Surprisingly, this was not the case.  Looking with the guiding principle of “Peace” I found these images—every one of them—very busy.  

This was disturbing.  I thought that these little white boxes were undeniably quiet works.  No.


For a guy who uses “Out of the abundance of the heart the mouth speaks,” (Matthew 12:34) in his artist’s statement, I had some thinking to do.
Cube Drawing,  Graphite and Acrylic on Prepared Paper  1993  ©   James Thatcher


What was peace and how is it expressed?


Layout Template for "Discovering the Broken Obelisk" , Artist's Book, The Art Library, Brooklyn, NY
The concept of “stillness” came forward:  the square is a practical expression of equilibrium and balance because it is equal on all sides.  It can be an effective symbol of stillness.  

Surface quality was something to consider as well.  Is my signature heavy texture indicative of peace?  Not so much…

Then, in a conversation with a friend about “The Stillness Project” the idea of the color of peace came up.  What is the color of peace?  
Yves Klein regarding the color "Blue"     photo credit Harry Shunk

Perhaps it’s not one color but a range with peaceful application? 




This is the path I am choosing at the moment.  




Peace is alert with conscious choices occurring.  It isn’t sleep, right?  It’s a state of being.  Going back to the original idea, we are to “Receive His Peace”.  Being in the world, but not of the world; it is a gift from The Prince of Peace which we either accept or reject.  

Continually.




Sunday, September 7, 2014

35 Years Later: The Monet Experience

In autumn of 1980 I lived with the Richard K. Thomas family in Potomac, MD for 3 months and ended up staying in Washington, DC for 10 years. During those first months Rich and I would ride into DC almost daily—Rich to his office and post as Chief Economic Correspondent for Newsweek Magazine, me to museums and galleries to gorge on art.




On a visit to the National Gallery (West Wing) I found copyists diligently working before paintings of old.  This was like something out of an art history book where artists of a certain period copied the masters.  I decided I’d better do the same if I had any intention of being a serious artist.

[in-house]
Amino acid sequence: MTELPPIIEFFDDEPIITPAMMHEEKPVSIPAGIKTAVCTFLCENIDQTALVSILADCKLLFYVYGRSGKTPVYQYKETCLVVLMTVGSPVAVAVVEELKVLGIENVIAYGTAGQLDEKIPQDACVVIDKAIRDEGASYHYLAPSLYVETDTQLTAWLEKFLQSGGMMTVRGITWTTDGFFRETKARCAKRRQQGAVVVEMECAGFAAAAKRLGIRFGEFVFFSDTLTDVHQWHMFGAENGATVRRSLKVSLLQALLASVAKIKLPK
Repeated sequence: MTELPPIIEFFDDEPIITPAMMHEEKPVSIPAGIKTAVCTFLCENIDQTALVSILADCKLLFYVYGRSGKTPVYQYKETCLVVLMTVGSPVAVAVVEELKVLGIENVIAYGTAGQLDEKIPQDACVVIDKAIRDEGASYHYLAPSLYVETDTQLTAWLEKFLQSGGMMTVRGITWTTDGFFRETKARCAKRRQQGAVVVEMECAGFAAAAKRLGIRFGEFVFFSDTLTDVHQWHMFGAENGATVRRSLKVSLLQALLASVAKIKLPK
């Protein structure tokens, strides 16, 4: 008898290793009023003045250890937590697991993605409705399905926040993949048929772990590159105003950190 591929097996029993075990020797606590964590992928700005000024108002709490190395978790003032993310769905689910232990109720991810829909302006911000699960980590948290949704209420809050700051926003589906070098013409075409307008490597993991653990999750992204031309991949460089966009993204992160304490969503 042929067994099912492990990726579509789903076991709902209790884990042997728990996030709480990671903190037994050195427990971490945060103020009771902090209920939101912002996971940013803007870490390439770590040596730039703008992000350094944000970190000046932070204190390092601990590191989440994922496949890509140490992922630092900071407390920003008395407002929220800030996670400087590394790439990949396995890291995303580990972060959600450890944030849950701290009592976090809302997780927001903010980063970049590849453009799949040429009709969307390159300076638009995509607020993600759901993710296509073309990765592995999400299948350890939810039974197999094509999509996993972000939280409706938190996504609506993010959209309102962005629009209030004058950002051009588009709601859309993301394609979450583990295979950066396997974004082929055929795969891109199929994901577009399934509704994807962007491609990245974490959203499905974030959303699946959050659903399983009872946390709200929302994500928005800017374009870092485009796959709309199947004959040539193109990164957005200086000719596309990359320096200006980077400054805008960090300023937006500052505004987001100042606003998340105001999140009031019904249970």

A brilliant job of rendering Rembrandt

Quick conversations with the copyists got me to the Registrar's Office for my own application.  (You can review the process for receiving a copyist permit for the National Gallery's West Wing here.)  A month later, after reference letters, the interview and background checks I was in the mix.  

I made two dreadful renditions of Monet’s “Rouen Cathedral in Afternoon Light”.  One wasn’t enough.  Clearly Monet didn’t have Grumbacher oil paints at his disposal during the late 1800’s…and my canvases weren’t proportioned correctly….  Still it was surprising that the second copy was no better than the first.  Luckily no photo evidence exists of this work.

But the experience is all about the influence, rather than the objects themselves.  Monet’s palette became internalized regardless of mismatching colors.  I chose Monet because I was having color problems, (which continued), but decades later this experience is where I go for color choices and relationships.  

The real deal, Monet's "Rouen Cathedral in Afternoon Light"

More subtle and surprising was the effect of the Impressionist surface.  Texture has become a subject in its own right in my recent work.  I’ve been doing fairly heavy textures in my artwork since 1992, referencing  Julian Schnabel and Anselm Kiefer's paintings from the 1980’s.  But this interest really traces back to the Monet experience.

Hay and Bulrushes embedded in Latex Paint, 1 of 18, "Arrayed", James Thatcher © 2014

Reducing my imagery in the recent grid paintings, I’ve come to understand the profound influence of copying Monet.  Not in becoming a plein air painter; not in terms of emulating Impressionism, but in fundamental terms of palette and surface texture. 

"After Monet", Cat Litter, Wood Chips, Latex Paints and Acrylic on Canvas, James Thatcher © 2004-2014



Color and texture are my current subject matter.  Thirty-five years later essential elements of the Monet experience fuel my work.  Who would know, who could tell?  It wasn’t exactly copying the “old masters” but it has provided a constant foundation to my paintings and technique.  


"Monet Rouge", Hay, Bulrushes, Latex Paint and Acrylic on Plywood Panel, James Thatcher © 2014

Copying Monet's "Rouen Cathedral in Afternoon Light" hasn’t been the only influence on my artwork, but it has been fascinating to see it in light of current developments in the studio.  I was surprised and wanted to share the discovery.  


Saturday, August 30, 2014

A Moment in the Studio


Recently, I had a moment in the studio that made me stop everything! 
You know how you’ll have your agenda set, your process well directed, all systems GO—me too!  Letting the process take over has allowed paintings to emerge without preconceived notions.  Ah, to be so free….